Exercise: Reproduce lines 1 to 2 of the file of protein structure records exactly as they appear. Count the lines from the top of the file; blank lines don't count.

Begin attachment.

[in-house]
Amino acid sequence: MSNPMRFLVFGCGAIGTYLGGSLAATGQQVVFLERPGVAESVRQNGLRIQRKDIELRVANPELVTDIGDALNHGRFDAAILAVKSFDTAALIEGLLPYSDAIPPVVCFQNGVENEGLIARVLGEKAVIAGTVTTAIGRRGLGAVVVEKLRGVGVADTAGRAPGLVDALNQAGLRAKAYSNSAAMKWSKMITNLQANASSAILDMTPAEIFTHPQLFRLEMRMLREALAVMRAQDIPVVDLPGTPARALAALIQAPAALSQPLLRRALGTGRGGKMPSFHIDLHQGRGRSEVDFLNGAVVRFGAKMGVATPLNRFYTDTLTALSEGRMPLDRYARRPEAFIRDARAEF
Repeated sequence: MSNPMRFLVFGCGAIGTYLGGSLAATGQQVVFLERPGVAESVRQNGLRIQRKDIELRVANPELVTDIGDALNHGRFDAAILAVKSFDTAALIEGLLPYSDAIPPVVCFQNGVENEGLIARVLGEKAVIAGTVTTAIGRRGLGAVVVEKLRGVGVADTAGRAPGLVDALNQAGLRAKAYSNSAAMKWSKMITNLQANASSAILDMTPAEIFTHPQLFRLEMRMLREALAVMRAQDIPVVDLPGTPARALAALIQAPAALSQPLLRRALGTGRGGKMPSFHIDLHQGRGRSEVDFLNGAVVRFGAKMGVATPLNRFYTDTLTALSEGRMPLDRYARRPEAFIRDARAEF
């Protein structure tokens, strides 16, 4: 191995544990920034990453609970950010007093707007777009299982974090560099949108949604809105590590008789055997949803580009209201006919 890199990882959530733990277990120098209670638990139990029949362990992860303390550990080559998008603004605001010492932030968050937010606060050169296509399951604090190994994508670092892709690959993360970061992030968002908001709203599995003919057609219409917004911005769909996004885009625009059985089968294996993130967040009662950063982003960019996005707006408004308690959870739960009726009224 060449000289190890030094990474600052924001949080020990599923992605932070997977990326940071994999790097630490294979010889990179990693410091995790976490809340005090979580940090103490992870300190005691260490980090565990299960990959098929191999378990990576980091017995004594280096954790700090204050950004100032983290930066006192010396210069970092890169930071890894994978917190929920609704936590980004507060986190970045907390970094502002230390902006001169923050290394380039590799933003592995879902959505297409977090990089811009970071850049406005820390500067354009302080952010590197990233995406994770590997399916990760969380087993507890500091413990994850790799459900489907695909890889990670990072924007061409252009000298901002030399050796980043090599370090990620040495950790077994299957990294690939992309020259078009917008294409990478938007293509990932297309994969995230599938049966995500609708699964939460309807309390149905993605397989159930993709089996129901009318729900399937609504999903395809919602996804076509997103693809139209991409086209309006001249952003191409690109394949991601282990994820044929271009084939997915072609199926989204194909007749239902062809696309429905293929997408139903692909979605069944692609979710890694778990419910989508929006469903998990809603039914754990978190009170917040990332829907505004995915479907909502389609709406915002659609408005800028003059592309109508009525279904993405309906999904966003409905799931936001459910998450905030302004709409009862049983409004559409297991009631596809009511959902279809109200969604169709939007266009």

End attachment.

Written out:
[in-house]
Amino acid sequence: MSNPMRFLVFGCGAIGTYLGGSLAATGQQVVFLERPGVAESVRQNGLRIQRKDIELRVANPELVTDIGDALNHGRFDAAILAVKSFDTAALIEGLLPYSDAIPPVVCFQNGVENEGLIARVLGEKAVIAGTVTTAIGRRGLGAVVVEKLRGVGVADTAGRAPGLVDALNQAGLRAKAYSNSAAMKWSKMITNLQANASSAILDMTPAEIFTHPQLFRLEMRMLREALAVMRAQDIPVVDLPGTPARALAALIQAPAALSQPLLRRALGTGRGGKMPSFHIDLHQGRGRSEVDFLNGAVVRFGAKMGVATPLNRFYTDTLTALSEGRMPLDRYARRPEAFIRDARAEF